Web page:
Creativity

A Togetherness Kit

Delaney Ruston, MD
November 25, 2019

This week is Thanksgiving, and just yesterday, my teen daughter announced that it is her favorite holiday. I thought to myself, “You know your teen is truly ‘adulting’ when they make that declaration.” It is a time for family, friends, and food—and ideally laughter, love, and not too much family tensions.

How to promote shared discussions and shared experiences during this time? Thanksgiving’s themes of gratitude, empathy, and sharing are a perfect launching pad. If put into practice, these traditions are the best medicine we have in the face of all the negativity seen in the media and on the internet.

In fact, I am not even going to discuss screen themes directly. Yet, I strongly believe that when we focus on how to create time for the things we worry screen time is negatively impacting, ultimately it is very much screen-time related. It is all about solutions.

Here are some ideas of where to start:

  1. Our Thank Yous. When my kids were young, we started a habit of saying one thing we were thankful for at the dinner table. So at some point in the meal, someone will ask, “Ok, what are our thank yous?” I think of it as a little inoculation of love. It helps boost their positive perspective-taking and helps put the negative lens aside. I love knowing that many families do this or similar traditions at their tables. And, it is never too late to start something like this. Even if it only works out once or twice a week, I am convinced it still has a lasting impact.
  2. Partner With Someone. Recently a friend asked me to start a gratitude practice with her. About five days a week, I send her an email about things for which I am grateful. She doesn’t have to respond because, for me, it’s really about the accountability that keeps me going. She also sends me things she is grateful for about five times a week. On down days, when I just want to tell a friend my disappointments or sadness, instead, I reach for a few grateful thoughts and type them off—and yep, I feel 100% better. One benefit is that I know I have a kind person who will receive them, and another one is that we are also growing closer through this. My teens know we do this, and I wonder how it might rub off on them someday with their friendships.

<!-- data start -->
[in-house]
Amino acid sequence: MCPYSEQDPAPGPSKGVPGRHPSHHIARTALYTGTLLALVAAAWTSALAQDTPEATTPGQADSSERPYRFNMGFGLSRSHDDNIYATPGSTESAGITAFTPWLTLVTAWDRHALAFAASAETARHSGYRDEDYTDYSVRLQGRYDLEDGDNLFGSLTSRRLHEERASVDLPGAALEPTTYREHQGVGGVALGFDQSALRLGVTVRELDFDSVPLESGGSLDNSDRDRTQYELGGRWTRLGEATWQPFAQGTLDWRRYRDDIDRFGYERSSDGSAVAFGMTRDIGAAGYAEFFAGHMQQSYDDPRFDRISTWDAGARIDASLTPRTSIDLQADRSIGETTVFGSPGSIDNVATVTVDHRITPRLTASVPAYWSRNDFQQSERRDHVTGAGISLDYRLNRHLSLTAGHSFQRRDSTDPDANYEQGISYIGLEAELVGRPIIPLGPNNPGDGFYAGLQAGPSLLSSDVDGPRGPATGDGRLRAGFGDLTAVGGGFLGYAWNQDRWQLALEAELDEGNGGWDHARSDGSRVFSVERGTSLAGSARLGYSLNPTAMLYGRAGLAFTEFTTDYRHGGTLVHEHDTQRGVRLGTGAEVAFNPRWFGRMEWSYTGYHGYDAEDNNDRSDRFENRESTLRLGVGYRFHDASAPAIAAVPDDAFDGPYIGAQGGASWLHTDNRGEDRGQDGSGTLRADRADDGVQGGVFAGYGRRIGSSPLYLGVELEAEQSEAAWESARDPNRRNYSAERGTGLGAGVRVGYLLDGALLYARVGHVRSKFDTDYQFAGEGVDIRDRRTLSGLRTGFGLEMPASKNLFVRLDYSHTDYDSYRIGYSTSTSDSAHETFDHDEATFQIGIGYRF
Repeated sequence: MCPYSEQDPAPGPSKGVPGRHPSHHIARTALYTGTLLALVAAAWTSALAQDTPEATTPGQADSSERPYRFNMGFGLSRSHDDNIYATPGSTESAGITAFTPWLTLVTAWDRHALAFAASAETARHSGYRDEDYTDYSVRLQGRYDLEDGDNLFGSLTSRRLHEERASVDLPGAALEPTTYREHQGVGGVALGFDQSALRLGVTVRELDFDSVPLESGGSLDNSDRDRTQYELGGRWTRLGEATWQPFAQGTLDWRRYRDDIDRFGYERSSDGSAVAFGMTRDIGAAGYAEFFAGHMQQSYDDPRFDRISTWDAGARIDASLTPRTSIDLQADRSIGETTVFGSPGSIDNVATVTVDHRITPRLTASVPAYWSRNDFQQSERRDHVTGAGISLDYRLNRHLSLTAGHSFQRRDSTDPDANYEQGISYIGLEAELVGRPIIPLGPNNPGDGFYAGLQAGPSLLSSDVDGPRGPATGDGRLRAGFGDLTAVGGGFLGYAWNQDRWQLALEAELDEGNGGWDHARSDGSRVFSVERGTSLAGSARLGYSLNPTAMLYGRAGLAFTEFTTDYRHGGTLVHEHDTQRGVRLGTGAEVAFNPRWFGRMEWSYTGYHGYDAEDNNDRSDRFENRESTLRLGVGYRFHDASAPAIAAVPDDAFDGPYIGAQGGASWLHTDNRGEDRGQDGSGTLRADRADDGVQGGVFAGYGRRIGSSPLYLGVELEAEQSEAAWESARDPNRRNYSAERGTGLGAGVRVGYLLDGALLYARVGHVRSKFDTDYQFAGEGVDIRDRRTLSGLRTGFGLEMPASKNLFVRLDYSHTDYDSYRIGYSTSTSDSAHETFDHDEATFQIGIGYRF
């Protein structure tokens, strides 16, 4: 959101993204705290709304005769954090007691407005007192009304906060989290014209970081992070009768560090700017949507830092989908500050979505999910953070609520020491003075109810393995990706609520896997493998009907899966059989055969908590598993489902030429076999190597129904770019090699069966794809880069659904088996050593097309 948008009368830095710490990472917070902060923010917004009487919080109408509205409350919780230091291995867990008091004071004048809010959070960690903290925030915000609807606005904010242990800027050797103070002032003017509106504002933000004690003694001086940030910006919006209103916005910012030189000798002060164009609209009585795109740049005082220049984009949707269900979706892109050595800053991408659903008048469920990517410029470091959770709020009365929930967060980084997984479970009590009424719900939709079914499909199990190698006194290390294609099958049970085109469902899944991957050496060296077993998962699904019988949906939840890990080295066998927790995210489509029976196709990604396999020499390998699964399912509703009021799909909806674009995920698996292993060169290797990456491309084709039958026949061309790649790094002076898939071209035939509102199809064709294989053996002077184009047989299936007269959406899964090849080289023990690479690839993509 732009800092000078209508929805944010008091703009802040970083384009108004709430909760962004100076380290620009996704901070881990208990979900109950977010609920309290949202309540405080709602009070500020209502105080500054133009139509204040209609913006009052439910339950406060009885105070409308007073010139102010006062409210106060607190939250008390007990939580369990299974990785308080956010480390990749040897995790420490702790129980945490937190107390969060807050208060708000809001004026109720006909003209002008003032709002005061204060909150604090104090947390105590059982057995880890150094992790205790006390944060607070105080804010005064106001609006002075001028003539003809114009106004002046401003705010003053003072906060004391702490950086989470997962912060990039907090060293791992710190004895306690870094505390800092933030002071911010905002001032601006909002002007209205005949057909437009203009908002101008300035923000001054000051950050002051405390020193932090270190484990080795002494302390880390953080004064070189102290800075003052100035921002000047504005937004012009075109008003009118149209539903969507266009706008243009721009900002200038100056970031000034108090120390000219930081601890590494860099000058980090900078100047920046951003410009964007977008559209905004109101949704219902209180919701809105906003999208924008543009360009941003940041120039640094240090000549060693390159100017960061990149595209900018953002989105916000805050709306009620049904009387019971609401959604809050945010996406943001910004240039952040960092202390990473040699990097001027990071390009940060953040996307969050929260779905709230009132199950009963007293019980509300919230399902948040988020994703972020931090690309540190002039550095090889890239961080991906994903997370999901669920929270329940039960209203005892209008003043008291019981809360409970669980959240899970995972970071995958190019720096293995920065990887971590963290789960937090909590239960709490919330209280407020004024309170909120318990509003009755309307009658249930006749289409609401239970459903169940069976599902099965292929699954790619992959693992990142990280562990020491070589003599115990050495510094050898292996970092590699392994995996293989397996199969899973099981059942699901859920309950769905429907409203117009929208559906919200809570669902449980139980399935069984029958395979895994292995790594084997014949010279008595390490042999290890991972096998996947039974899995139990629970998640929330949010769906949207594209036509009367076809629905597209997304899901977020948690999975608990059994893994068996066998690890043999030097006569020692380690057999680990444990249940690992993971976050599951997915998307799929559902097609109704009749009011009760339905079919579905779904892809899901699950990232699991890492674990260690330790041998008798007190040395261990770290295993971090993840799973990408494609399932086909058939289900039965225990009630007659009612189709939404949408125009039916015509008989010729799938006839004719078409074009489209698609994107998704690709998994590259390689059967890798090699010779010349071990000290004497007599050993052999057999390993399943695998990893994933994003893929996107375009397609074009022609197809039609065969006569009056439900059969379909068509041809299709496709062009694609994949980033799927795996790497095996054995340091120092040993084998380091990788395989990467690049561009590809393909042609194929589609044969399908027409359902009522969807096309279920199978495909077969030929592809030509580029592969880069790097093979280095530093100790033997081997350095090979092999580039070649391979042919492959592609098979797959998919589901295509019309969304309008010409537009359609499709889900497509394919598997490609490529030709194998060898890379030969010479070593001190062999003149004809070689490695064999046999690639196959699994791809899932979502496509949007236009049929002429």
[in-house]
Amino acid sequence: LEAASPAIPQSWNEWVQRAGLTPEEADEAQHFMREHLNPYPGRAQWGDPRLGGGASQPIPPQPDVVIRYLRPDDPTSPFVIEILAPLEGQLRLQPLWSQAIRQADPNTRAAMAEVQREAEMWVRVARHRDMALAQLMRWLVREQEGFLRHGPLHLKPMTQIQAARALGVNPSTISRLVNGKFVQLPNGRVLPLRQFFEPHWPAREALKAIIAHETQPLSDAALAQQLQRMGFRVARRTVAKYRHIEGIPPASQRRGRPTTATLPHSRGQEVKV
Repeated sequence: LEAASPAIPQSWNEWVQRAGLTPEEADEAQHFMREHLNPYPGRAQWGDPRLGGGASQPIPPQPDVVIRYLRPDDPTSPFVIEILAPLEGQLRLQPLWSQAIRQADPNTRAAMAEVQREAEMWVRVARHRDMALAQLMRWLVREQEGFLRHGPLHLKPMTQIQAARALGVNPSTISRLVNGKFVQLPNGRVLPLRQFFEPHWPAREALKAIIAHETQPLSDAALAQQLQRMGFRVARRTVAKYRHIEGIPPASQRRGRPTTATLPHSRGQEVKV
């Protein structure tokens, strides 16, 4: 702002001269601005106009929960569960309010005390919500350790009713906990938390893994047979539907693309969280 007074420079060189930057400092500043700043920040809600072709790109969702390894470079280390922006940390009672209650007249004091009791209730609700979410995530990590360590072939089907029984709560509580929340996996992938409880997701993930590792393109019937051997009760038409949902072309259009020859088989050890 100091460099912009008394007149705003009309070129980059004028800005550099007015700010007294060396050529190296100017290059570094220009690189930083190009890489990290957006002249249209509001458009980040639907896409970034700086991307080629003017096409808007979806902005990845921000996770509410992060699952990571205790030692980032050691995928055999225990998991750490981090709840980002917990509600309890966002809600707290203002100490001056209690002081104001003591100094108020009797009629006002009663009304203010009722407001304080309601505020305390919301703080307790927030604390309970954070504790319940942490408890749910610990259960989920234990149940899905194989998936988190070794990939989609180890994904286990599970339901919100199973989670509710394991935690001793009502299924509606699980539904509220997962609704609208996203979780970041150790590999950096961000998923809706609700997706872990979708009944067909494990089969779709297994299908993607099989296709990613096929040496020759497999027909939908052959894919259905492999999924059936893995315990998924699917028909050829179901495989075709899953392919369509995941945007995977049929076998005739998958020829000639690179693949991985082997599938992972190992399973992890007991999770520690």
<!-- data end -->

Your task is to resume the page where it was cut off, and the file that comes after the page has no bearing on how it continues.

3. Go Through Recent Videos. Most of which are likely on your computer or phone — and share the year with others. I used to suggest photos, but now so many of us have little videos woven in, why not watch a few videos to discuss the recent past. There is bound to be plenty of laughter and memory sharing through this activity. Your kids will, of course, welcome the opportunity to have some parent-sanctioned screen time.